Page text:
The newest NHL team is called the Seattle Kraken (pronounced “KRACK-in”). If you’re like most hockey fans, you probably have many questions, such as “What is a Kraken?” and “Seriously, what the heck is a Kraken?” and “Technically, shouldn’t there be an “s” at the end, as in the Seattle Krakens?” and “What the hell happened? Were all the good team names taken?”

These are all excellent questions. To be clear, the name is KRAKEN (not to be confused with CRACKLE, one of the three Rice Krispies cartoon characters). I did extensive research into the name’s meaning, by which I mean I Googled “what is a kraken.” It turns out, according to Wikipedia, it’s “a legendary sea monster of gigantic size and cephalopod-like appearance from Scandinavian folklore that was fifty feet in length.”

The sheer size and fearsome appearance of this evil beast have made it a common monster in books and movies about the sea. Most Americans first heard the term “Kraken” in the film Pirates of the Caribbean. So, yeah, it’s basically just a big, fat, ugly squid.

Seattle fans are thrilled to have a new professional sports team, especially since their hopes of having a professional baseball team are still several years away (sorry, Mariners fans) and our Seattle Seahawks football team has totally cratered this season, losing their star quarterback due to injury.

Fans have come up with several creative chants to rally their new team: “Release the Kraken” and “The Kraken are Attackin’” and “The Kraken suck.” That last one was from a jaded fan who’s ticked that they’ve been losing most of their games so far.

As a marketing expert, I came up with an idea sure to pack them in the seats: Free Krak to the first 5,000 fans. Okay, that one may need a little more work, not to mention spell-checking.

For the newcomer to the sport of hockey, the object, as best as I can tell from watching a few games, is to beat the crap out of the other team and pummel them into submission. If that doesn’t work, they may try a back -up strategy of attempting to get a small cylindrical object into a net.

For the newcomer to the sport of hockey, the object, as best as I can tell from watching a few games, is to beat the crap out of the other team and pummel them into submission. If that doesn’t work, they may try a back
-up strategy of attempting to get a small cylindrical object into a net.

In ice hockey, all the players are required to grow beards. It’s an unwritten rule – sort of like the policy that all the best players must come from Russia or Manitoba. Or that you can only have one black player per team. Don’t ask me why. I don’t make the rules.

There are six positions: three offensive players (center, left wing, right wing), two defensemen, and a goaltender (or goalie). By far, the most challenging, high-pressure job in hockey is that of goalie. The selection of who gets to be the goalie is determined by a vote of the players coming to a consensus as to which teammate everyone feels warrants the most thankless job.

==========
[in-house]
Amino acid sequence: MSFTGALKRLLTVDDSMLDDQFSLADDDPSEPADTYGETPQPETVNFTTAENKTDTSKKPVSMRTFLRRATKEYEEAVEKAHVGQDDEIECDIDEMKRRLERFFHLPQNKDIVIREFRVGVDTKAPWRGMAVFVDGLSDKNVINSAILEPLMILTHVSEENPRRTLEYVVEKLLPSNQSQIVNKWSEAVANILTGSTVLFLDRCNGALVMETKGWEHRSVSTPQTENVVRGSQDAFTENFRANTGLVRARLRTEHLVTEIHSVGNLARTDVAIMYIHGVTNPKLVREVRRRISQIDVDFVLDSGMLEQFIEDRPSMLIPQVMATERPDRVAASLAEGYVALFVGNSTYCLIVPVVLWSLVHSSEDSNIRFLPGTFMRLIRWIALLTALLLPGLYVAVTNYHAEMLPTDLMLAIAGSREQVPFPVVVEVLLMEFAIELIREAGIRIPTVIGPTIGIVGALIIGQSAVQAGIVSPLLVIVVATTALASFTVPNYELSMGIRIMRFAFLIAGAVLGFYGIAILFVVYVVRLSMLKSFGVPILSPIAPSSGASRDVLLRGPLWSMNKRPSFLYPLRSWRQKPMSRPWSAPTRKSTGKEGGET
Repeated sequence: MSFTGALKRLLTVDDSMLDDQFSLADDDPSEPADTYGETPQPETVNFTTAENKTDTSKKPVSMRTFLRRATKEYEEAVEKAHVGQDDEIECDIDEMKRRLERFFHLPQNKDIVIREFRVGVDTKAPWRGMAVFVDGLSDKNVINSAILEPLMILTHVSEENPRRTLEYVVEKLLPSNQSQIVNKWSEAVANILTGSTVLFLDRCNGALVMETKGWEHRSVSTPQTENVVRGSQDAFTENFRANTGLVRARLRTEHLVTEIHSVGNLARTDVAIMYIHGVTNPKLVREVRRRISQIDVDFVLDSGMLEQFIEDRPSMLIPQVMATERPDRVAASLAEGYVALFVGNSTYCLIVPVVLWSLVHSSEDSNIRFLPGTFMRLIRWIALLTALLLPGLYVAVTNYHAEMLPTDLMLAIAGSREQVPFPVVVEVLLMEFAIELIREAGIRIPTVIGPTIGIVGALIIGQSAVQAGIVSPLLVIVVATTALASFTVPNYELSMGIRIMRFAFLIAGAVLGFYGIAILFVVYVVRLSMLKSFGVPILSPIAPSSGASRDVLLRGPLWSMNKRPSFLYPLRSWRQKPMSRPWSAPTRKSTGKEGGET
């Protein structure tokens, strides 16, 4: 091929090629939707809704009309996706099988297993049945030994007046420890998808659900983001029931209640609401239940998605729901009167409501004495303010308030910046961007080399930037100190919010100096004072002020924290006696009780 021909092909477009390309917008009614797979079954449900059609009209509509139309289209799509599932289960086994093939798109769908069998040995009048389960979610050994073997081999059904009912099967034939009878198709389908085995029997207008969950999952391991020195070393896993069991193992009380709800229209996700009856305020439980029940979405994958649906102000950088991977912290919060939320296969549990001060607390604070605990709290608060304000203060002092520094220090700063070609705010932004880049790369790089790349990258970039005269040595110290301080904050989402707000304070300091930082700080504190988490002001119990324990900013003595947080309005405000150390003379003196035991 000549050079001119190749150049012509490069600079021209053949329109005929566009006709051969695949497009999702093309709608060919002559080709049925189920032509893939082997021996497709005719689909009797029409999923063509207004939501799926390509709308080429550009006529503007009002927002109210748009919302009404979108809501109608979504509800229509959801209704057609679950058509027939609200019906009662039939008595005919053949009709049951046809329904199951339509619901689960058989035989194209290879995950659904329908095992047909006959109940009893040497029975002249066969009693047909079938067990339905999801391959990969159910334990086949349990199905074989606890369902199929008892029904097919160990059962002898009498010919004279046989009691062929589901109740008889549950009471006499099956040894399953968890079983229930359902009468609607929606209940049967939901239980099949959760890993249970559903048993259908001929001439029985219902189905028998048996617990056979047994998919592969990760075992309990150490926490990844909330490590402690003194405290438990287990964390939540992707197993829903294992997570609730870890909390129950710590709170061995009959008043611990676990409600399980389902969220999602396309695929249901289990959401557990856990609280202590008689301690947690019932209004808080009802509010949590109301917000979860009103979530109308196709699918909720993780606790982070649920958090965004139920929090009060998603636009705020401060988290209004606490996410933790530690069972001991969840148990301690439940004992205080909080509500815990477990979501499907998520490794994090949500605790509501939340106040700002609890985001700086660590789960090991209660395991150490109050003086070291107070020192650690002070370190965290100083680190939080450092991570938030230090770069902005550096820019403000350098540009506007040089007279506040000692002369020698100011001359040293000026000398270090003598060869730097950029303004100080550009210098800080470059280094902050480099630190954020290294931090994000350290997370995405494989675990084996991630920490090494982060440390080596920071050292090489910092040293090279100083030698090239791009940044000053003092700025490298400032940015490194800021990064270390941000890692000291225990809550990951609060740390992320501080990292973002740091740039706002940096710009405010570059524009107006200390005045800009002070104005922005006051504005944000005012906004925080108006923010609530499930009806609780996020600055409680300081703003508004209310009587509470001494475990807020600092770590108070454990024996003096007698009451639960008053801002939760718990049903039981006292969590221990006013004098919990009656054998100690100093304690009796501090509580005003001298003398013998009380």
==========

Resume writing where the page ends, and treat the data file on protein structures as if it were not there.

You can easily spot the goalie. He’s the one covered in more protective padding than a Michelangelo sculpture being shipped to the Louvre. The goalie’s job is to protect the net. The opposing team’s job is to make the goalie wish his team would do a recount on the vote that assigned him to be goalie.

If a player commits a penalty, he gets sent to the penalty box. Think of it like a timeout in your room but for men with beards and bad hair. Minor penalties are two minutes in length. Major penalties (for things like fighting) are five minutes. Body checking the referee into the boards would be considered a major penalty and is generally frowned upon – except in Boston. Boston Bruins fans love it when their Bruins play dirty.

The main reason people go to hockey matches, of course, is not for the actual game itself, but to egg on their players to take off their gloves and start a fight. Winning the game is a nice bonus, but what really matters is getting the chance to watch in person while a chaotic melee erupts, and your team pummels the other team’s players into bloody submission.

But if you’re one of the few who cares about how the game is actually played, then here are a few things as a hockey newbie you should learn. First, this game has a lot of jargon. The hockey rink is called the “barn.” Another name for the puck is “biscuit.” A “hat trick” refers to three goals scored by the same player in a game. Meanwhile, a “Gordie Howe hat trick” is when a player picks up a goal, an assist and a fight in a single game. (Hall-of-Famer Gordie was a notoriously hot-headed player who was always getting into brawls.)

Let’s go over a few Do’s and Don’ts for the uninitiated hockey fan.

Do dress warmly. Hockey arenas are cold. Remember to bring a winter cap and gloves. Just because your team might be the Tampa Bay Lightning doesn’t mean they play in a swimming pool surrounded by palm trees. Ice is cold. Dress appropriately.

Don’t ask me to explain the icing rule – or for that matter, offsides in soccer. I’ve never been able to figure out either of these rules.

Do throw your hat on the ice if your team’s player scores a hat trick.

Seattle is the home of the newest NHL hockey franchise – the Kraken. What is a “Kraken”, you ask? Hell if I know. Nobody here really knows. But you gotta love the team’s motto: “They’ll kick the Krack out of you!”

Seattle is the home of the newest NHL hockey franchise – the Kraken. What is a “Kraken”, you ask? Hell if I know. Nobody here really knows. But you gotta love the team’s motto: “They’ll kick the Krack out of you!”

Don’t try to retrieve it while the game is still going.